Steve Mumford talks about BAGHDAD JOURNAL on CBS NEWS

“Saddam Hussein Goes Back to Court Tomorrow; Getting Home From the Holidays” / CBS News / John Roberts, Joie Chen, Randall Pinkston, Jerry Bowen, Lara Logan, John Blackstone / November 27, 2005

JOHN ROBERTS, CBS ANCHOR: Good evening, I`m John Roberts. Saddam Hussein goes back to court tomorrow as a top judge in the trial is threatened with death. And we`ll also have these stories:

JOIE CHEN, CBS CORRESPONDENT: Are we there yet? I`m Joie Chen at Reagan National Airport on getting home from the holidays.

RANDALL PINKSTON, CBS CORRESPONDENT: Are you shopping for a $200,000 diamond or a fine painting? Costco and Sam`s Club would like your business. I`m Randall Pinkston. I`ll have that story.

JERRY BOWEN, CBS CORRESPONDENT: I`m Jerry Bowen in Torrance, California, with the car of the future: a million-dollar baby that runs on hydrogen fuel. And it`s not a Rolls.

ANNOUNCER: This is the CBS Evening News with John Roberts.

[Steve Mumford segment:]

ROBERTS: Combat artists have been side by side with U.S. soldiers since the days of the civil war. And Iraq is no exception. New York artist Steve Mumford spent more than a year with U.S. troops. His work appears in the new book, "Baghdad Journal."

And that`s tonight`s "Sunday Cover," a unique perspective on a war that has claimed more than 2,100 American lives.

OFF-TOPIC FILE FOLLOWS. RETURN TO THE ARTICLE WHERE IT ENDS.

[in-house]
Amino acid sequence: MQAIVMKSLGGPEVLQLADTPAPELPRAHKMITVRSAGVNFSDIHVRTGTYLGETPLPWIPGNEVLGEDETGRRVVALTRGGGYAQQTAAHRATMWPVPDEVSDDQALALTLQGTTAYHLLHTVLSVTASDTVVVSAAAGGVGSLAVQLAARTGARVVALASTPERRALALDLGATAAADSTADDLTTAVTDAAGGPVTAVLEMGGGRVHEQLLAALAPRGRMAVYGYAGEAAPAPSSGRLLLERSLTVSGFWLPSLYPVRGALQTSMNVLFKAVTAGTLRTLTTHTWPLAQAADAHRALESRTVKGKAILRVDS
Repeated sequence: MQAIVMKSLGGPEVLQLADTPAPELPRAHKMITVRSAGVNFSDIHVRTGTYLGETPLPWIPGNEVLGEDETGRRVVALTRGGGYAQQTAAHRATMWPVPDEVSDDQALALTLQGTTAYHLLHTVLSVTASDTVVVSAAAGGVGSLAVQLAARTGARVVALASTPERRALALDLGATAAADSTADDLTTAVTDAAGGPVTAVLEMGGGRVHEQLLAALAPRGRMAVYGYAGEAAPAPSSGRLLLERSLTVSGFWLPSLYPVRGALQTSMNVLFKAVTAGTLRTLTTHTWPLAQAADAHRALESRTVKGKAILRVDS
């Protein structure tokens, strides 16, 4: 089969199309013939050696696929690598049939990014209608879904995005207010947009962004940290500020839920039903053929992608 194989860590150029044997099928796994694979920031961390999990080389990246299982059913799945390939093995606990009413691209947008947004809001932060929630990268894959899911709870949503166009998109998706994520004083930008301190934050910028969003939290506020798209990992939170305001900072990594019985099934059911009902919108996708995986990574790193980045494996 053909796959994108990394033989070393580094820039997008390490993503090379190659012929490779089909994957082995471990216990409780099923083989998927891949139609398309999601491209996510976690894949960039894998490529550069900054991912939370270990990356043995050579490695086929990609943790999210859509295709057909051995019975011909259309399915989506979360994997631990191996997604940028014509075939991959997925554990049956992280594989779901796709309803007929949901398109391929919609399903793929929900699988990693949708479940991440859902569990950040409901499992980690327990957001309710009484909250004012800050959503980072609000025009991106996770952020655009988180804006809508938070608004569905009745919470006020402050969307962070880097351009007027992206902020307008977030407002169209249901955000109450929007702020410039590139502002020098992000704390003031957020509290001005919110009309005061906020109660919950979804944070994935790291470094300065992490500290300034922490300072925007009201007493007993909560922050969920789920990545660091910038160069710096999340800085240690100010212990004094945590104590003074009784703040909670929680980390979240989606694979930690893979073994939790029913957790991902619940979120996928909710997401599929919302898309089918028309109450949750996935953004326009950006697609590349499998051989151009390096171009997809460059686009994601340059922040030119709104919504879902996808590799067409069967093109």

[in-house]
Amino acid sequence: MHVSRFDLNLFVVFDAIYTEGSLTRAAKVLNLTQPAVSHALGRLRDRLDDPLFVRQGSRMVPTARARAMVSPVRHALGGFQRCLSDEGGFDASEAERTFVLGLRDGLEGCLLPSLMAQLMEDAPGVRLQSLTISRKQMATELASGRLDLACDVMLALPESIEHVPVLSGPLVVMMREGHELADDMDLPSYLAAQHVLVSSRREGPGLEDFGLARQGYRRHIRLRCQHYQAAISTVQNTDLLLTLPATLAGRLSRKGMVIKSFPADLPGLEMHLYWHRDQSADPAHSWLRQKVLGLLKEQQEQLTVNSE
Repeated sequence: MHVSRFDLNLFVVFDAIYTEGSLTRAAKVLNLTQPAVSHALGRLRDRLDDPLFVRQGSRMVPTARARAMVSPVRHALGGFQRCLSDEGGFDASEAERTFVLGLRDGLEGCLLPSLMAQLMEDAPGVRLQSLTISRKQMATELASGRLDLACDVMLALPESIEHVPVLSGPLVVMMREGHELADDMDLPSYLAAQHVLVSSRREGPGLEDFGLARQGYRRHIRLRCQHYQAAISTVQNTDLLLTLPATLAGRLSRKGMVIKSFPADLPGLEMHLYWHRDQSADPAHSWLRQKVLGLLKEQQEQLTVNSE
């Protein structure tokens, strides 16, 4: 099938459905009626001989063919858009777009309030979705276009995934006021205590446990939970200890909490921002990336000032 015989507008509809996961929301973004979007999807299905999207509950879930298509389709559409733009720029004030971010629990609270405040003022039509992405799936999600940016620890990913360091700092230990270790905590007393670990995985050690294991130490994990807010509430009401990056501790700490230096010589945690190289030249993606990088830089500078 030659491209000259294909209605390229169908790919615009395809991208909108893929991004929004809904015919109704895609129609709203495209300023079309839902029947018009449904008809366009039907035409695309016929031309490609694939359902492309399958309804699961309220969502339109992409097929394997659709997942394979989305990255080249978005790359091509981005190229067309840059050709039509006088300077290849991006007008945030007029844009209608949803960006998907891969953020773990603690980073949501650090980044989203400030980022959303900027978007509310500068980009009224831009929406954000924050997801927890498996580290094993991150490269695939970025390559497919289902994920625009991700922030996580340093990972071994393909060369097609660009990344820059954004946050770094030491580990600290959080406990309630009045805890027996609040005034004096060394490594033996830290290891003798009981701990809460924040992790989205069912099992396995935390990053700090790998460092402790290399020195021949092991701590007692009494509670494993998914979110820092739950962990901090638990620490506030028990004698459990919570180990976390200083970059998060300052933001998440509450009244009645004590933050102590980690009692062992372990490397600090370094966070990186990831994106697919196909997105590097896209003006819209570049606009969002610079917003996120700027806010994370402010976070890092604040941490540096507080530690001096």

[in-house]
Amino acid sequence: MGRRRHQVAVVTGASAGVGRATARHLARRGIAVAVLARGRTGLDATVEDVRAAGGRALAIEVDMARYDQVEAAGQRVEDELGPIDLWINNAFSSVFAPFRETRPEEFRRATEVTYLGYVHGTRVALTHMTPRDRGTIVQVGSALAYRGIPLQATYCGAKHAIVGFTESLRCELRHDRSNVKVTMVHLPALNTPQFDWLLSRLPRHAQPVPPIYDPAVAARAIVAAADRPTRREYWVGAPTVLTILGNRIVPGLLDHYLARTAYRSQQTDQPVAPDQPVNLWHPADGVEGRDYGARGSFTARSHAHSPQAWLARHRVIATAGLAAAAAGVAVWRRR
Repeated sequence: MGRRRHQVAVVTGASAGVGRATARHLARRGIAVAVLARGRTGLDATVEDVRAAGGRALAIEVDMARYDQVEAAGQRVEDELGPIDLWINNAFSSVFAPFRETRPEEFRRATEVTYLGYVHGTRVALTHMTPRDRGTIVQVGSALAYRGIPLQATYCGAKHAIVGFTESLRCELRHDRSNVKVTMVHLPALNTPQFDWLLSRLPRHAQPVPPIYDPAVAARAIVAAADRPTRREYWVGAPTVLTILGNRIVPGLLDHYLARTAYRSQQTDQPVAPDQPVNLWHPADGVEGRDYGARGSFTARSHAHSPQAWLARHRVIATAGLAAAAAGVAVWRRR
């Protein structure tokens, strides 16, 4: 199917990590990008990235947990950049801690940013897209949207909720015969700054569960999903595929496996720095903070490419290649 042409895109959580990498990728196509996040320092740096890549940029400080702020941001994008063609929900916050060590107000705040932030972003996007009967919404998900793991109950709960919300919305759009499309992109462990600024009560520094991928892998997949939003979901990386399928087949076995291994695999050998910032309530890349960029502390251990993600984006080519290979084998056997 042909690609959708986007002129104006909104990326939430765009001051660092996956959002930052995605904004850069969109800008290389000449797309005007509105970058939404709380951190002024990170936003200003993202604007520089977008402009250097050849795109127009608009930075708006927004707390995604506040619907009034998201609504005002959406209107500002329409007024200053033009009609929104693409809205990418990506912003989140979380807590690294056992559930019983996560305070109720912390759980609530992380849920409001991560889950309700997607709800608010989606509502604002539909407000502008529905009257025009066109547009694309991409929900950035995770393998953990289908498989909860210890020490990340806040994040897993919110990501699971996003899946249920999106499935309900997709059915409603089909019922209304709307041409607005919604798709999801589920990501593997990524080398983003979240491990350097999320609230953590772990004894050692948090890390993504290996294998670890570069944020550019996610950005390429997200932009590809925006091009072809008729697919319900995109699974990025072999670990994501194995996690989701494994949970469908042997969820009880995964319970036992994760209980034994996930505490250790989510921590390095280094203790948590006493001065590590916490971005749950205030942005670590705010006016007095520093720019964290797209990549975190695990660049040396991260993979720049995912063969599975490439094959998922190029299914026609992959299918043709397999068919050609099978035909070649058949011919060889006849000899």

STEVE MUMFORD, ARTIST: I went to Iraq to paint whatever I would see, you know, I wanted to experience what life was like in a war zone and record that. There are things about Iraq that are beautiful; there are things about Iraq that are scary. It`s not like everywhere I went there was sort of terrible Iraqi suffering going on, and I think that has to do with the fact that human beings in a war zone are going to try to make the best of it.

One of the things I wanted to record was the interaction between U.S. military units and the Iraqis themselves. It`s almost like two worlds that hardly ever come into contact.

For the enlisted men, their lives tend to be very, very focused on, you know, just those hours when they have to not only perform the mission, but be incredibly alert. I was just trying to capture some of the tension of these guys waiting for the order to go in, knowing that they were going to facing combat.

Whenever the kids see soldiers on patrol, they`ll come racing up to the Humvees, because they know these guys have candy.

The parents, I think, tolerated it; I think they had mixed feelings about it. Life in a war zone has its aspects of normalcy, as well as its aspects of irrationality and craziness.

This was a woman who was killed with her family in her car. This was just after the insurgents had hit a vehicle we were travelling in with a rocket-propelled grenade.

I had this sense of danger. On the other hand, pulling out my drawing pad and starting to draw was a way to focus that, that kind of nervousness, so just as the soldiers were focusing on their mission, I think I was trying to focus on making a drawing.

I found with myself I was never able to kind of find any easy morals in this story. On the other hand, there are certain universals. For example, the fear or uncertainty in a prisoner`s eyes.

More than anything else, the sense I got from Iraq was this is a complex situation, and people react in complex and unexpected ways. It`s not simple and black and white.


ROBERTS: Artist Steve Mumford says he found his experiences in Iraq so moving that they will be the focus of his work for at least the next year.

We`ll be right back.


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